Health - Science & Technology - Research
Drexel Receives Keck Foundation Grant to Expand Plasma Research
Exterior of the A.J. Drexel Plasma Institute
Drexel University has received a $1 million grant from the W.M. Keck Foundation to expand research on the fundamental science of interactions between plasma, which is an ionized gas, and living systems. The research, funded by the W.M. Keck Foundation, will be led by the University’s Anthony J. Drexel Plasma Institute.
“The W.M. Keck grant will play a critical role in helping us to advance pioneering discoveries in science, engineering and medical research,” said Drexel University President John A. Fry. “With the help of this grant, the scientists at our internationally recognized Anthony J. Drexel Institute will further advance the applications of plasma science in medicine. We are very excited about the possibilities.”
Until recently, plasma has only been used in medicine to ablate or cauterize tissues through intense heat. Over the past decade it has become clear that plasma can affect living systems in more subtle ways by influencing biochemical processes outside and inside cells. Direct plasma treatment will open up new ways to treat wounds, burns and diseases that include ulcers and cancer. The grant will be used to gain a better understanding of plasma characteristics and its effects on biochemical processes.
An interdisciplinary plasma team of faculty from Drexel’s College of Medicine, College of Engineering, School of Biomedical Engineering, Science and Health Systems and College of Arts and Sciences will lead the grant-funded research. The team includes Dr. Alexander Fridman, director of the A.J. Drexel Plasma Institute and professor of mechanical engineering; Dr. Jane Azizkhan-Clifford, chair of the College of Medicine’s department of biochemistry and molecular biology; Dr. Alexander Mazin associate professor in the department of biochemistry and molecular biology; Dr. Ari Brooks of the College of Medicine’s surgery department; Dr. Gary Friedman, professor of electrical and computer engineering and director of the Plasma Medicine Laboratory in the A. J. Drexel Plasma Institute; and professors Frank Ji, Greg Fridman, and Danil Dobrynin.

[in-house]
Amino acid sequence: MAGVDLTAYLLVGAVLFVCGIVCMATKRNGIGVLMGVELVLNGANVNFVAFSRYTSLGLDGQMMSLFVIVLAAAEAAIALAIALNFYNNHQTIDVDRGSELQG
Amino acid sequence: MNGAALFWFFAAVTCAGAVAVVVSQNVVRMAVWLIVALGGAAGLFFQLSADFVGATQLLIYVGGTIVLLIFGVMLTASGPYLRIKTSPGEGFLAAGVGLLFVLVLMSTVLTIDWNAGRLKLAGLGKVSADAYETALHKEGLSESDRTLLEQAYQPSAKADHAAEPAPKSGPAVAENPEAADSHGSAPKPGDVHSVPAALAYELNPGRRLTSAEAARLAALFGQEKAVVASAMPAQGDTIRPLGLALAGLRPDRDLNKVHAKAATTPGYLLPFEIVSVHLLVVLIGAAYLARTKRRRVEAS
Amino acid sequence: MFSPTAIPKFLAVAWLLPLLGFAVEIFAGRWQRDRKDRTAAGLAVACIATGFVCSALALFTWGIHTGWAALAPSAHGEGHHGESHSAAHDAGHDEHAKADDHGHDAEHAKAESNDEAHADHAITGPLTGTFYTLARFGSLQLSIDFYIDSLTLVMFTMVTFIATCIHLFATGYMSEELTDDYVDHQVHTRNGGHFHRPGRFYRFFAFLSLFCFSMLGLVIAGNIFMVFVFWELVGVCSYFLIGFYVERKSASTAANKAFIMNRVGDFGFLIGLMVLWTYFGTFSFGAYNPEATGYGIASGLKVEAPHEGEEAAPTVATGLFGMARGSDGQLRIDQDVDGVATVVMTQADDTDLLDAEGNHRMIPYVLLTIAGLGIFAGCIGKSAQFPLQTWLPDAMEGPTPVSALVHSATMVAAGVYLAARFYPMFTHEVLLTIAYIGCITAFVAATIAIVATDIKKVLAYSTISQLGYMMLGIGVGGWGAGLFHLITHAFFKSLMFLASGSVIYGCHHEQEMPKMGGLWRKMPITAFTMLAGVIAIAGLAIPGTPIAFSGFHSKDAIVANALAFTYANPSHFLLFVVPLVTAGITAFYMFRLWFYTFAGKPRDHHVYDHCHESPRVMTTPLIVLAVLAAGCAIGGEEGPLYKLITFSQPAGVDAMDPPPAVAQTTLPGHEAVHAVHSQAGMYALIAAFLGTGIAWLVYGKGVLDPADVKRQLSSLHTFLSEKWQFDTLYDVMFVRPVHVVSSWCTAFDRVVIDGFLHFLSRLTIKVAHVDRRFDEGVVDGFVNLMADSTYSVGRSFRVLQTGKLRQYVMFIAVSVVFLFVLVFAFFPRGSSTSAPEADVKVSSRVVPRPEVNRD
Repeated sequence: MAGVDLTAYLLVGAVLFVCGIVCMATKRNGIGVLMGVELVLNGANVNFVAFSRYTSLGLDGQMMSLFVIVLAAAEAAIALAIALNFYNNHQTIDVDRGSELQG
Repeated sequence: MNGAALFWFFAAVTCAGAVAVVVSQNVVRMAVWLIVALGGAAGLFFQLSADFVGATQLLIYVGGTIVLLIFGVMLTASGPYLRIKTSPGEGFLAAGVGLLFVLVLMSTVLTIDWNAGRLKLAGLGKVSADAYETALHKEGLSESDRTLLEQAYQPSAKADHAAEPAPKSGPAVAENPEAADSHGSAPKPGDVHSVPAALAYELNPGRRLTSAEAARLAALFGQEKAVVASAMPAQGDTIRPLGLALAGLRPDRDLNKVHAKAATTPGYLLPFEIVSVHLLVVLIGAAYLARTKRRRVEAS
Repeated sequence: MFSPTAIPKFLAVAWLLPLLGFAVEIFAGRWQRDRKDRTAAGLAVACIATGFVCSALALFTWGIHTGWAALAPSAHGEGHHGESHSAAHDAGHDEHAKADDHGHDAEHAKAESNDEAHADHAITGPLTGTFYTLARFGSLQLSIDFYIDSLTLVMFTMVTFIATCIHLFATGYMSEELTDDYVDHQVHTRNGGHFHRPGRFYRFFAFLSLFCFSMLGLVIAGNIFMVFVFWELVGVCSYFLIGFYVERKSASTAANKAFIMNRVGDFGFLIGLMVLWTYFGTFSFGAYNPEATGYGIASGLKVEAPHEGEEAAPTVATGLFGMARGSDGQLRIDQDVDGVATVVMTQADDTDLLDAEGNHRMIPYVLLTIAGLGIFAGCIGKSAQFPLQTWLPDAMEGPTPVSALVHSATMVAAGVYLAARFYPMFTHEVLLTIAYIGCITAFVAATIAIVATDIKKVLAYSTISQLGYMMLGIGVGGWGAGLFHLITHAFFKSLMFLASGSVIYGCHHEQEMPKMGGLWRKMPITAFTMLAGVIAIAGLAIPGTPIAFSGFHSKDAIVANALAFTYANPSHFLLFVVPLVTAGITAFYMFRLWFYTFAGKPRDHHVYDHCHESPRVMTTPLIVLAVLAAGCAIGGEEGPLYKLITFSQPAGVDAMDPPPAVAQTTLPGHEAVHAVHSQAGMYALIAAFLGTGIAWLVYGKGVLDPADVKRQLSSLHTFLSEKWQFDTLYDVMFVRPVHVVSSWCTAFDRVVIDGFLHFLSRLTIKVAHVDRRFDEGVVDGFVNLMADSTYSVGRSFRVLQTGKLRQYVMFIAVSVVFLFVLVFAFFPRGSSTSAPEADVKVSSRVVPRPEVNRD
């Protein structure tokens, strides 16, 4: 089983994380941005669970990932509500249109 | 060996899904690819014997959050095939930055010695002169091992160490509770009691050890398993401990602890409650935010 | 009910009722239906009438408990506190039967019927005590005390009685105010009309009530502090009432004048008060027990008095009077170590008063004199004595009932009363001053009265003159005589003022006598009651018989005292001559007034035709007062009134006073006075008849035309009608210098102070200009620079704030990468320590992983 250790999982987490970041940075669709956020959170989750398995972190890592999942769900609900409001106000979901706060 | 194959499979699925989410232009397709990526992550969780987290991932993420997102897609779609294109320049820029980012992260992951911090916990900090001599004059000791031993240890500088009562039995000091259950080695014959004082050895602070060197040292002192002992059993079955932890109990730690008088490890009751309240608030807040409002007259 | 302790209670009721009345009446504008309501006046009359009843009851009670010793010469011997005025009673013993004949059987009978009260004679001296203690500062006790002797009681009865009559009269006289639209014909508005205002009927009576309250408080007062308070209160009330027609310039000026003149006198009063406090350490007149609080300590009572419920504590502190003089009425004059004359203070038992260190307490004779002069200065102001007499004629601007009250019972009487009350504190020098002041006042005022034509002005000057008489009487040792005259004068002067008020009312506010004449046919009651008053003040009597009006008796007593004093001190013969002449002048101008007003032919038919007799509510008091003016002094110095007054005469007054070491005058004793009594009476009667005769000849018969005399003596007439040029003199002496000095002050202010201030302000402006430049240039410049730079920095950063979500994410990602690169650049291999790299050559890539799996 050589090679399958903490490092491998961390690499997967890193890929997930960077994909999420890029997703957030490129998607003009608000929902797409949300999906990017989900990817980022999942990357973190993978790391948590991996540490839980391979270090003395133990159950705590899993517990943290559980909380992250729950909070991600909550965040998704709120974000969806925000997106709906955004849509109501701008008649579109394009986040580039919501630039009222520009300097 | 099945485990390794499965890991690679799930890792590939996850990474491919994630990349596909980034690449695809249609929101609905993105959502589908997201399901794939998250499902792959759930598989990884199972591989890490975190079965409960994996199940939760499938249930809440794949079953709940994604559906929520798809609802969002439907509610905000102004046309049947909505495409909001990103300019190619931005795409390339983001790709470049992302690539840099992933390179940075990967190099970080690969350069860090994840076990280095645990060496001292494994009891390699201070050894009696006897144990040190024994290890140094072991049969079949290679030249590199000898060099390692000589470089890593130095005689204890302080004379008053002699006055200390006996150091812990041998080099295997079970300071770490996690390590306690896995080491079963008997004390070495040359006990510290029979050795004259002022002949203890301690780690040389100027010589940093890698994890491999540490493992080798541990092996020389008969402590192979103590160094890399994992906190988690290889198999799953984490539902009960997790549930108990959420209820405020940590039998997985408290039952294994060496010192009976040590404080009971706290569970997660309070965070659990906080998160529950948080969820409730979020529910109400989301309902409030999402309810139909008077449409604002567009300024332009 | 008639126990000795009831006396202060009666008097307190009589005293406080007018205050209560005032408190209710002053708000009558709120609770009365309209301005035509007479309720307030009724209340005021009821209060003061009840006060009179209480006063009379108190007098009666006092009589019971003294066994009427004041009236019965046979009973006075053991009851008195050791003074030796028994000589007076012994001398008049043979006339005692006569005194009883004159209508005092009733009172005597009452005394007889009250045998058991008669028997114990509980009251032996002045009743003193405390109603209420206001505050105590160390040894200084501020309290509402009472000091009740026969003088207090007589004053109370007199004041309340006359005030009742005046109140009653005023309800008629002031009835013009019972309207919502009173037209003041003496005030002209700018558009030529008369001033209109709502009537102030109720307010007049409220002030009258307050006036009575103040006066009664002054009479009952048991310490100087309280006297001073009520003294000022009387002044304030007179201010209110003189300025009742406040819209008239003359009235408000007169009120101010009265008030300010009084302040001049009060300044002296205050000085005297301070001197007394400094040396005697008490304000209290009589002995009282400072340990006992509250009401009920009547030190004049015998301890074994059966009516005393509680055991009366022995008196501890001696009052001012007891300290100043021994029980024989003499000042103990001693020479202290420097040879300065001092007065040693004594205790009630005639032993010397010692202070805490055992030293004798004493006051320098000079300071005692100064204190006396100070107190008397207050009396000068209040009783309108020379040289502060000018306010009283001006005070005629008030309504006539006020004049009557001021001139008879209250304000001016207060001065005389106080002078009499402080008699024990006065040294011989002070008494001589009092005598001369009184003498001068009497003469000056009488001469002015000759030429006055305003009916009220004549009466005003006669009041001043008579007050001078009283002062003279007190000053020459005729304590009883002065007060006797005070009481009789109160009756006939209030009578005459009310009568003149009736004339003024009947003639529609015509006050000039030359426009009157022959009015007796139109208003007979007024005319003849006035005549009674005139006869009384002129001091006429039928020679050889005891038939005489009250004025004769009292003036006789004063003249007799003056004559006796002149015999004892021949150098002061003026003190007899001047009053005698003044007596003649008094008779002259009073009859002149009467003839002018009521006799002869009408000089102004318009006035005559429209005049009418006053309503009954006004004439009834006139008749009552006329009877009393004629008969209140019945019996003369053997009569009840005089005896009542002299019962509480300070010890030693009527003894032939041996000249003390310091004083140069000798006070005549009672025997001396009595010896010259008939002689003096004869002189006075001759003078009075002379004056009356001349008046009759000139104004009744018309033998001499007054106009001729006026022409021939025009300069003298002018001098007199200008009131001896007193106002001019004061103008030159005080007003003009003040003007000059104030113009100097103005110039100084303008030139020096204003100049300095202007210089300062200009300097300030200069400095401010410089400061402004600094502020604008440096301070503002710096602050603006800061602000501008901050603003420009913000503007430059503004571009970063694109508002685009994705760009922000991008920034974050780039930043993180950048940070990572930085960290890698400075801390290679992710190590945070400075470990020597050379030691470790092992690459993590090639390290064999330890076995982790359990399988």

The two-year research project will take place at the Anthony J. Drexel Plasma Institute in Camden, N.J.
About A. J. Drexel Plasma Institute:
Created in 2002, the Institute researches fundamental and applied aspects of plasma in three major directions: 1) Plasma Energy Systems: including fuel conversion, hydrogen production, green energy and ignition and combustion control 2) Plasma Medicine: direct plasma treatment of wounds, burns and diseases, and plasma sterilization of medical instruments and hospital environments and 3) Plasma Environmental Control: plasma in water cleaning, air treatment, material processing and environmental control.
About the W.M. Keck Foundation
Based in Los Angeles, the W. M. Keck Foundation was established in 1954 by the late W. M. Keck, founder of the Superior Oil Company. The Foundation’s grant making is focused primarily on pioneering efforts in the areas of medical, science and engineering research. The Foundation also maintains an undergraduate education program that promotes distinctive learning and research experiences for students in the sciences and in the liberal arts, and a Southern California Grant Program that provides support for the Los Angeles community, with a special emphasis on children and youth from low-income families, special needs populations and safety-net services. For more information, please visit www.wmkeck.org.